Prosthecochloris aestuarii
Andy Hamilton
Prosthecochloris aestuarii is a green sulfur bacterium that was isolated by Vladimir Gorlenko in 1970.  The green sulfur bacteria are photolithotrophic organisms.  P. aestuarii is strictly anaerobic, found primarily in marine environments.  This bacterium has been isolated from several areas, mostly in the Eastern Hemisphere.

Prosthecochloris aestuarii is a green appendaged organism, as the name implies.  Mostly spherical to ovoid in shape, it has between 10 and 20 appendages per cell.  The appendages are known as prosthecae.  The approximate cell size is 0.5-1.0 um.  This organism has been noted to form a slime capsule around its cells.  Gas vacuoles have not been observed.  P. aestuarii stains gram-negative.  Even with its many appendages, the cell remains nonmotile.  The cells divide by binary fission, however, they do not divide evenly.  The daughter cell is generally smaller than the mother cell.  The bacteria are often connected by one or two filaments after division.  These filaments later develop into prosthecae.  Often the new prosthecae do not separate completely.  This incomplete separation of the appendages leads to chains of cells.  The prosthecae house the chlorosomes used during photosynthesis.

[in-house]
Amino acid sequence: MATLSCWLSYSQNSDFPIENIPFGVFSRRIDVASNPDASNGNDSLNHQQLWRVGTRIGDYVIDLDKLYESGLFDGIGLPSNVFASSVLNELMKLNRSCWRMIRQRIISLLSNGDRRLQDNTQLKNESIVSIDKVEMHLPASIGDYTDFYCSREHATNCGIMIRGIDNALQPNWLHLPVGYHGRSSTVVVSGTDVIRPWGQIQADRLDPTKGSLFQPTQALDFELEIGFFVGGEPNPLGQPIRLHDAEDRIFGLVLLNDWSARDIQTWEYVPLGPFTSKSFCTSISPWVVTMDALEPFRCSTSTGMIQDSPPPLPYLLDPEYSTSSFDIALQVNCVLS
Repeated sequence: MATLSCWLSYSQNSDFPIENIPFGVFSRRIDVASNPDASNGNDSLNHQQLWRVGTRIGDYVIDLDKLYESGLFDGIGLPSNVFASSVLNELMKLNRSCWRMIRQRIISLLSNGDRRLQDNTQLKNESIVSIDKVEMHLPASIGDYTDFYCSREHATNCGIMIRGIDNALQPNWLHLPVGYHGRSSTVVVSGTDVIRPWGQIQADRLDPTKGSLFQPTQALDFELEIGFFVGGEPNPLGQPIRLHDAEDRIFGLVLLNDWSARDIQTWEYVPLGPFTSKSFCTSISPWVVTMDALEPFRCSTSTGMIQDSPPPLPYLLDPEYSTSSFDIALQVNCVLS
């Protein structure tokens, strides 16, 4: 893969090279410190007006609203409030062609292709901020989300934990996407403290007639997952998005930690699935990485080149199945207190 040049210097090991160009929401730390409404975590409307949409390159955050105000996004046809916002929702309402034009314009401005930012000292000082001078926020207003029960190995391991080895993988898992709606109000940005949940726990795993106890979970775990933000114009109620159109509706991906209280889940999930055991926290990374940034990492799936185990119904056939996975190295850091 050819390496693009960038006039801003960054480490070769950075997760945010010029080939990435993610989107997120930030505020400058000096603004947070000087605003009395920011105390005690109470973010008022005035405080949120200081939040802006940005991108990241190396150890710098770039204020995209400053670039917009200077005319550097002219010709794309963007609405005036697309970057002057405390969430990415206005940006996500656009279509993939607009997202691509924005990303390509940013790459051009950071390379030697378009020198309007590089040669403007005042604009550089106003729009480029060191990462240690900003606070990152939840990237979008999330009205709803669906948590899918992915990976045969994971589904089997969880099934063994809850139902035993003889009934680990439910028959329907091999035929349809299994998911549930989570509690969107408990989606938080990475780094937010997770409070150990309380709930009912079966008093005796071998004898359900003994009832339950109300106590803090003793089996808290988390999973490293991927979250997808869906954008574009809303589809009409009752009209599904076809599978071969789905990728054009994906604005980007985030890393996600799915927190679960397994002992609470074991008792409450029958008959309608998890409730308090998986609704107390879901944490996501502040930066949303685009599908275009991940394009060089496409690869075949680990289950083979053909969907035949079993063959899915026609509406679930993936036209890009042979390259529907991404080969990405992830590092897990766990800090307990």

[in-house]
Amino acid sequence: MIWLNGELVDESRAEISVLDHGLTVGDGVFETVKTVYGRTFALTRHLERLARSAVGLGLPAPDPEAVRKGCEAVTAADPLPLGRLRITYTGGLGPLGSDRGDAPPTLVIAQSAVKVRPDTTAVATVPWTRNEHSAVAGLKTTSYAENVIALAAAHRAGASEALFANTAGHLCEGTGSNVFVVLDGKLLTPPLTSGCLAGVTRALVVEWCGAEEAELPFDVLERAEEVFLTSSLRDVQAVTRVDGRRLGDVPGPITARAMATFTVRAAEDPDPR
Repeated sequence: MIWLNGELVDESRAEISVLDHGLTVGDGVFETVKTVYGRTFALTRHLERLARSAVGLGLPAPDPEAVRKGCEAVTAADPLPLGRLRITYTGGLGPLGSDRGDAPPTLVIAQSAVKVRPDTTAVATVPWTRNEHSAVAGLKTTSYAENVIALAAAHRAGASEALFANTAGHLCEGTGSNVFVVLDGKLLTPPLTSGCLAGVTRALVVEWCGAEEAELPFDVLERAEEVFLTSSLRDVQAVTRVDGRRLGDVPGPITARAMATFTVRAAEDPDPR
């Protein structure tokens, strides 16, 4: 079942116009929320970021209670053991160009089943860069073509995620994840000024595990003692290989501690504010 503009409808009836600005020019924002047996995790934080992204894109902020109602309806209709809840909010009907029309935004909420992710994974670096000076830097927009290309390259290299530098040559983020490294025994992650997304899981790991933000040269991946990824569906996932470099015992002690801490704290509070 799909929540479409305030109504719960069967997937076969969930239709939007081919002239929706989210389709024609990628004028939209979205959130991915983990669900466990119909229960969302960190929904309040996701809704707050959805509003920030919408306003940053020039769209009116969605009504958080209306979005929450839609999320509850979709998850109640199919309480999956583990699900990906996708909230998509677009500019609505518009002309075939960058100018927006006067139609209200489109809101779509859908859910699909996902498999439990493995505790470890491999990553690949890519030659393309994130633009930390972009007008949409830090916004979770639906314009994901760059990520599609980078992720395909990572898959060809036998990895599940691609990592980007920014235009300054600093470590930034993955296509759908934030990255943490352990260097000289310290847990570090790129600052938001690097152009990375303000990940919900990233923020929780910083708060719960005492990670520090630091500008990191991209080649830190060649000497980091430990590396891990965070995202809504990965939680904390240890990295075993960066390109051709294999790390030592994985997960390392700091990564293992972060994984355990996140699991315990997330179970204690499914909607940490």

These bacteria are often found in mud that is high in hydrogen sulfide content, usually shallow saline water.  They reside below the purple sulfur bacteria layer.  They are slightly halophilic, optimum NaCl content is about 2-5%.  P. aestuarii also requires vitamin B12 to grow.  Also, they can survive at very high light levels, up to 10,000 lux.  Colonies are generally olive green and lumpy.

P. aestuarii uses sulfide and elemental sulfur as electron donors in the process of photosynthesis.  The elemental sulfur is deposited as extracellular globules.  The deposition of this sulfur causes inoculated cell media to become turbid.  External sulfur globules are later oxidized to sulfate.  This bacterium is capable of receiving its carbon from one source, CO2.  The cells normally use acetate or pyruvate for photoassimilation.  Nitrogen can be obtained from ammonium salts.  Bacteriochlorophyll c is the primary pigment used by P. aestuarii.  Bacteriochlorophyll a is a secondary pigment for this organism’s photosynthetic processes.  Five carotenoids have also been isolated.

 The following pictures are of Prosthecochloris aestuarii:


Bergey’s Manual p.1688-1690


*Disclaimer - This report was written by a student participaring in a microbiology course at the Missouri University of Science and Technology. The accuracy of the contents of this report is not guaranteed and it is recommended that you seek additional sources of information to verify the contents.


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